1921
Volume s1-3, Issue 6
  • ISSN: 0002-9637
  • E-ISSN: 1476-1645
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Abstract

The Weil-Felix reaction has received general acceptance as an empiric laboratory test of considerable merit in establishing the diagnosis of typhus fever. The testimony of writers is uniform in affirming that the reaction is positive in over 90 per cent of cases of clinical typhus. It may appear as early as the fourth day of the disease, but usually does not develop until the second week and yields maximal titres about the time that the temperature returns to normal or shortly thereafter. Complete agglutination of the strain of known as X in a dilution of the patient's serum greater than 1:50 is looked upon as of specific diagnostic significance. So far as can be determined the organism has no etiologic relationship to the disease and the mechanism of the reaction is not clearly understood. An excellent discussion of the immunological principles involved and the technique of the reaction has been published by Bengtson in the Public Health Reports, October 31, 1919.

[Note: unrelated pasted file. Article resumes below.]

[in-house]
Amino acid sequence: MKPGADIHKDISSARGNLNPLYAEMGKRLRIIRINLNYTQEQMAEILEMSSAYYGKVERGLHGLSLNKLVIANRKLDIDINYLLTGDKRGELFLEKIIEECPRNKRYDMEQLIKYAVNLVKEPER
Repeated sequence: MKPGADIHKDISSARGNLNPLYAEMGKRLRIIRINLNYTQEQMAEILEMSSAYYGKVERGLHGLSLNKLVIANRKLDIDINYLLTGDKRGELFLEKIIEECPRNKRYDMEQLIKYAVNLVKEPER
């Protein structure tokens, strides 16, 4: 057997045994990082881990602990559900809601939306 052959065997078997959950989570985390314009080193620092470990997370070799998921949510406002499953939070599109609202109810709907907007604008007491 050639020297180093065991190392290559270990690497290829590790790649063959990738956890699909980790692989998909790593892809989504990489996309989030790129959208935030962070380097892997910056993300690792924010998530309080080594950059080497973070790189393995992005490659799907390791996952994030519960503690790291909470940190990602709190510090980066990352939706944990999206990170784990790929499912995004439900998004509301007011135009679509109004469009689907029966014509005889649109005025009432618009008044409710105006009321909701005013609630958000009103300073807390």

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/content/journals/10.4269/ajtmh.1923.s1-3.495
1923-11-01
2017-09-20
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